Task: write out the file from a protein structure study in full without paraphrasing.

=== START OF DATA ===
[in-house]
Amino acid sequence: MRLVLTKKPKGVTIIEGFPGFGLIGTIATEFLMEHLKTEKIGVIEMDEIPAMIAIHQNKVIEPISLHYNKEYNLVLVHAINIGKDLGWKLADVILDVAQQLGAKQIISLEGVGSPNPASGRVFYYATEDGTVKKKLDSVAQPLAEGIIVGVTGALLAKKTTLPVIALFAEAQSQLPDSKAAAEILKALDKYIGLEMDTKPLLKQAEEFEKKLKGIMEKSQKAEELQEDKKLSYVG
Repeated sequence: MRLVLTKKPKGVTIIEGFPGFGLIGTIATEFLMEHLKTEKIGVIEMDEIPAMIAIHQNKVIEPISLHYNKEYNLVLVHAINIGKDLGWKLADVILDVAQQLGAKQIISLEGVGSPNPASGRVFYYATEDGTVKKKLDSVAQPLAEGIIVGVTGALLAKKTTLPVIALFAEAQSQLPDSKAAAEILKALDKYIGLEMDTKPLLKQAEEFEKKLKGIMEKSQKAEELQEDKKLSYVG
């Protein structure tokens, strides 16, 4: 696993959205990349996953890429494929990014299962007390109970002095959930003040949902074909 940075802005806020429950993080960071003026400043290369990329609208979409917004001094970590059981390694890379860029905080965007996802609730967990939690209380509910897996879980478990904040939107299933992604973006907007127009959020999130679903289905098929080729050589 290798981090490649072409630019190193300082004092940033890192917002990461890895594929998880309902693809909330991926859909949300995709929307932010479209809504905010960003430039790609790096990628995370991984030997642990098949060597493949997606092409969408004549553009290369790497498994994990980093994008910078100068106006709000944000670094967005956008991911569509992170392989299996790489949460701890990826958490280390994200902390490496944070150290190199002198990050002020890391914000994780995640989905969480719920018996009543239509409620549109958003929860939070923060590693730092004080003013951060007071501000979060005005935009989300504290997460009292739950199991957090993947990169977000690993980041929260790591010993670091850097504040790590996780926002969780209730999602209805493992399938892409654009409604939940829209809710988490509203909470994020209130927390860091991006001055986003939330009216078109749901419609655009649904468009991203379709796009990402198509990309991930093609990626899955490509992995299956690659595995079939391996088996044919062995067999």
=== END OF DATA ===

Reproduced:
[in-house]
Amino acid sequence: MRLVLTKKPKGVTIIEGFPGFGLIGTIATEFLMEHLKTEKIGVIEMDEIPAMIAIHQNKVIEPISLHYNKEYNLVLVHAINIGKDLGWKLADVILDVAQQLGAKQIISLEGVGSPNPASGRVFYYATEDGTVKKKLDSVAQPLAEGIIVGVTGALLAKKTTLPVIALFAEAQSQLPDSKAAAEILKALDKYIGLEMDTKPLLKQAEEFEKKLKGIMEKSQKAEELQEDKKLSYVG
Repeated sequence: MRLVLTKKPKGVTIIEGFPGFGLIGTIATEFLMEHLKTEKIGVIEMDEIPAMIAIHQNKVIEPISLHYNKEYNLVLVHAINIGKDLGWKLADVILDVAQQLGAKQIISLEGVGSPNPASGRVFYYATEDGTVKKKLDSVAQPLAEGIIVGVTGALLAKKTTLPVIALFAEAQSQLPDSKAAAEILKALDKYIGLEMDTKPLLKQAEEFEKKLKGIMEKSQKAEELQEDKKLSYVG
């Protein structure tokens, strides 16, 4: 696993959205990349996953890429494929990014299962007390109970002095959930003040949902074909 940075802005806020429950993080960071003026400043290369990329609208979409917004001094970590059981390694890379860029905080965007996802609730967990939690209380509910897996879980478990904040939107299933992604973006907007127009959020999130679903289905098929080729050589 290798981090490649072409630019190193300082004092940033890192917002990461890895594929998880309902693809909330991926859909949300995709929307932010479209809504905010960003430039790609790096990628995370991984030997642990098949060597493949997606092409969408004549553009290369790497498994994990980093994008910078100068106006709000944000670094967005956008991911569509992170392989299996790489949460701890990826958490280390994200902390490496944070150290190199002198990050002020890391914000994780995640989905969480719920018996009543239509409620549109958003929860939070923060590693730092004080003013951060007071501000979060005005935009989300504290997460009292739950199991957090993947990169977000690993980041929260790591010993670091850097504040790590996780926002969780209730999602209805493992399938892409654009409604939940829209809710988490509203909470994020209130927390860091991006001055986003939330009216078109749901419609655009649904468009991203379709796009990402198509990309991930093609990626899955490509992995299956690659595995079939391996088996044919062995067999």